A host of platforms have been devised virtual shows that speak to and guide us out of this limbo. Maybe arts have lost definitively their aurea9 – reiteration and reproduction are causing the presumed loss of authenticity faster than it happened in the past – and their participatory spirit. Digital life has deleted any separation and it has progressively contributed to remove physical borders and break social barriers, but it remains an exclusive private viewing and interaction with the others and the arts.We are mostly digitally sharing images and opinions, but the debates are missing that visceral connection offered by eye contact, smell, warmth and touch. Also, an artwork is a multisensorial experience even if it is for example ‘just a painting’, the digital experience flattens the ‘third spatiality’, it reduces the world only to the visual impression completely missing the texture, the shadows, the smell and so on in order with the sense organs. This disembodied perception is the modern way to look at the world and specifically in this case at the arts. Furthermore, the sense of belonging to be part of an art community or to participate in an exhibition or opening event as part of a social experience is incomparable with the most realistic digital experience. What we need to really experience the arts is the ‘con-text’ of the artwork itself because the human being needs a container (i.e. museums, galleries, etc.), a frame to contextualise the work that it is none other than artistic textuality. On the other end, digital platforms are offering the commodity to visit and explore the arts in high resolution giving us the freedom to navigate and have an immersive vision of the artworks. Besides, this is offering to each one the chance to select and curate our own ‘imaginary exhibition’10 with no physical walls, conceptual barriers or visual borders.
Certainly, the physical world is now a different place than before, it is definitively more flexible and transient, and we are rediscovering the joy to be physically connected again with the world, but with a better awareness of the digital enables on breaking the conformist borders of the (art)world.
Sarah Wren Wilson. A Snake, A Ladder
Every work of art is a child of its time,
while often it is the parent of our emotions.W. Kandinsky, On the spiritual in art, 1946.
More than ever, we all are like suspended fragments in this alienated world where we are living a discontinued and liquid life due to the pandemic. This isolation is becoming part of our everyday life, and it is affecting all levels of our society, but, probably the artists are the ones best suited to face solitude. Indeed, every artist like every literatus needs their own time to think about, internalise emotions and translate them into art. This is part of being an artist, a creative and imaginative person capable of alternatively performing reality.
Sarah Wren Wilson’s body of works selected for this artist book demonstrates how an artist, and in this specific case a painter, was able to turn into paintings made by colours and forms, pigments and brushstrokes what was surrounding and influencing her during the latest lockdown. Her most recent works are so indirectly and inevitably responding to the urgency to react creatively at these times.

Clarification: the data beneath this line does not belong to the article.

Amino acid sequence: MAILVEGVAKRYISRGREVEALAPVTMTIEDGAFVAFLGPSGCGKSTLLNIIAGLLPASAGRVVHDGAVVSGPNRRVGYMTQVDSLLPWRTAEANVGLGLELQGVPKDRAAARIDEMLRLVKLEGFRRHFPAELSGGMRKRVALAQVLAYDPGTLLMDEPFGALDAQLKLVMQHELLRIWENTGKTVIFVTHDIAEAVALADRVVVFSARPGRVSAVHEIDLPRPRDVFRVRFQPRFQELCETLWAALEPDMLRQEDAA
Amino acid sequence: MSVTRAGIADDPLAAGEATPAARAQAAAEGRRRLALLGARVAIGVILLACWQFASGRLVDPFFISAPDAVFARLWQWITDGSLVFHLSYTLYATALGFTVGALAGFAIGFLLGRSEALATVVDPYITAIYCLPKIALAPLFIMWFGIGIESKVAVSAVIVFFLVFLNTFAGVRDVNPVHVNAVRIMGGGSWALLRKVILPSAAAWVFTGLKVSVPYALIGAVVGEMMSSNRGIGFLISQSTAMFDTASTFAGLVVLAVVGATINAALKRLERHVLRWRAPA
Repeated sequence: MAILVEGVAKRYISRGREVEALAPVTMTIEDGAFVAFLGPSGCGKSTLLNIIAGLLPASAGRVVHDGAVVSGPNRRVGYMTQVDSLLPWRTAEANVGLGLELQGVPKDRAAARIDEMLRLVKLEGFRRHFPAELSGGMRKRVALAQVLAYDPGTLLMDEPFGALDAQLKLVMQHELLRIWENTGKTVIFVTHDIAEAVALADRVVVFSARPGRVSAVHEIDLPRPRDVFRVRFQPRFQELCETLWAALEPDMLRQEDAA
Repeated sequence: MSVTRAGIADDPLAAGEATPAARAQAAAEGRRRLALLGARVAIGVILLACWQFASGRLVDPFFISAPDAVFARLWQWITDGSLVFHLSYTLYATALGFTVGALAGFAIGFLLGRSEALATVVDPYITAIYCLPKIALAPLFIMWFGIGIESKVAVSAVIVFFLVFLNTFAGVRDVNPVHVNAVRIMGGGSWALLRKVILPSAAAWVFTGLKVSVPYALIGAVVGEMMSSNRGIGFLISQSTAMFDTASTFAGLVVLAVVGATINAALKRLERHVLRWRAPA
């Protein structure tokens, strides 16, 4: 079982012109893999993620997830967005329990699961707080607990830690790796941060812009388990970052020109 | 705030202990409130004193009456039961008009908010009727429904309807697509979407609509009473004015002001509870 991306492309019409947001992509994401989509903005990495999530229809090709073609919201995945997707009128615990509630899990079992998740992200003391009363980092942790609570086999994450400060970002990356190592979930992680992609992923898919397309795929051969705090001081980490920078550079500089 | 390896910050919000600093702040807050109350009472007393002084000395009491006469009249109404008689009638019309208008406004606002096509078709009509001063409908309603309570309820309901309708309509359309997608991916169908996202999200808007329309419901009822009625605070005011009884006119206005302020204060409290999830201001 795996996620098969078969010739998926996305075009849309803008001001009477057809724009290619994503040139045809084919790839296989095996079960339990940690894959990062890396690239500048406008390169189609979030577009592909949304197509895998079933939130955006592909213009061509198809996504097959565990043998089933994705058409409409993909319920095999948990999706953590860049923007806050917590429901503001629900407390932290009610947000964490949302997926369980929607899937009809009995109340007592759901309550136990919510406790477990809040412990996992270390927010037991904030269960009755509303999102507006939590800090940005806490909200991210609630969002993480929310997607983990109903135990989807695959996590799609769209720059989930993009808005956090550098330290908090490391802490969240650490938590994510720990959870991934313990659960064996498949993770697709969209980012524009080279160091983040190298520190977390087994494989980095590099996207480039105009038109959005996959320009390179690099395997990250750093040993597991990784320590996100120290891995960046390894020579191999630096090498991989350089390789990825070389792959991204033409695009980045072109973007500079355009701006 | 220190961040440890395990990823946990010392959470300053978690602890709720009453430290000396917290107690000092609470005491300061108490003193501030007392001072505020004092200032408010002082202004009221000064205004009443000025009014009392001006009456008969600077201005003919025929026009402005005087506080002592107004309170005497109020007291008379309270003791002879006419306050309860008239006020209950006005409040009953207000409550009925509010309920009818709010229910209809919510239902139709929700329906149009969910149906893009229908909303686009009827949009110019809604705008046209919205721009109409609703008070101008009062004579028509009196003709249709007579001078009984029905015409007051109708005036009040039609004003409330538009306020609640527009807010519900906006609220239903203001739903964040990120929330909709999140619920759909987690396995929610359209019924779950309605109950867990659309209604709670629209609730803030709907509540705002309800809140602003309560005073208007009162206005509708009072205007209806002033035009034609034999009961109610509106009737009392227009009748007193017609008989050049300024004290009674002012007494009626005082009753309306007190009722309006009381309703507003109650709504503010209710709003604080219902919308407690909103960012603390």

Sarah Wren Wilson’s oeuvre consists of synergic paintings where the colour finds the body in every thickness, and its intensity is determined by the artist act after act, idea after idea like a sequence of letters that are composing a word and even more a sentence. This comes from a dialogue between the artist and her painting like a sequence of words and thoughts. It is a narrative process that comes to her mind constantly involved in the research of inspiration, a suggestion, an idea able to release emotions on the canvas perpetually responding and repeating variations in colours and forms. Each painting, even if it is a wholly autonomous work, is indeed part of a series of interlinked artworks as a sort of continuation of a bigger and deeper storyline between the artist and her art.
This flow of thoughts is comparable with the stream of consciousness well known in the Irish literature, thanks to James Joyce, who was one of the pioneers of this narrative method. Here we are in front at something quite similar, Wren Wilson’s painting process issubjected to many external stimulations, visual and acoustic catalysts, and personal emotional experiences of whom she always takes note. These notes represent the first step for the artist to start a new painting, the representation in colours and forms of her words and experiential world. This mix of happenings and feelings – tidily collected day by day in her everyday life – have an essential role in the dialogue between the artist and her painting, a soliloquy that represents the research of looseness, to cross over the restrictions of time and space. During this conversation, what is outcoming is an organic process made by a series of accidental struggles and frustrations, and deliberate marks and colours in a perpetual tension researching the equilibrium between the aesthetic and the awkward spontaneity of the artistic gesture. It seems like she is unlearning to paint as many masters did before her, like Pablo Picasso. He stated that he spent his lifetime painting like a child, therefore to pursue it, she is taking many risks to realise seemingly odd and intuitive paintings. Actually, each choice and act is the result of her own thought out action based on her pragmatic experience and knowledge.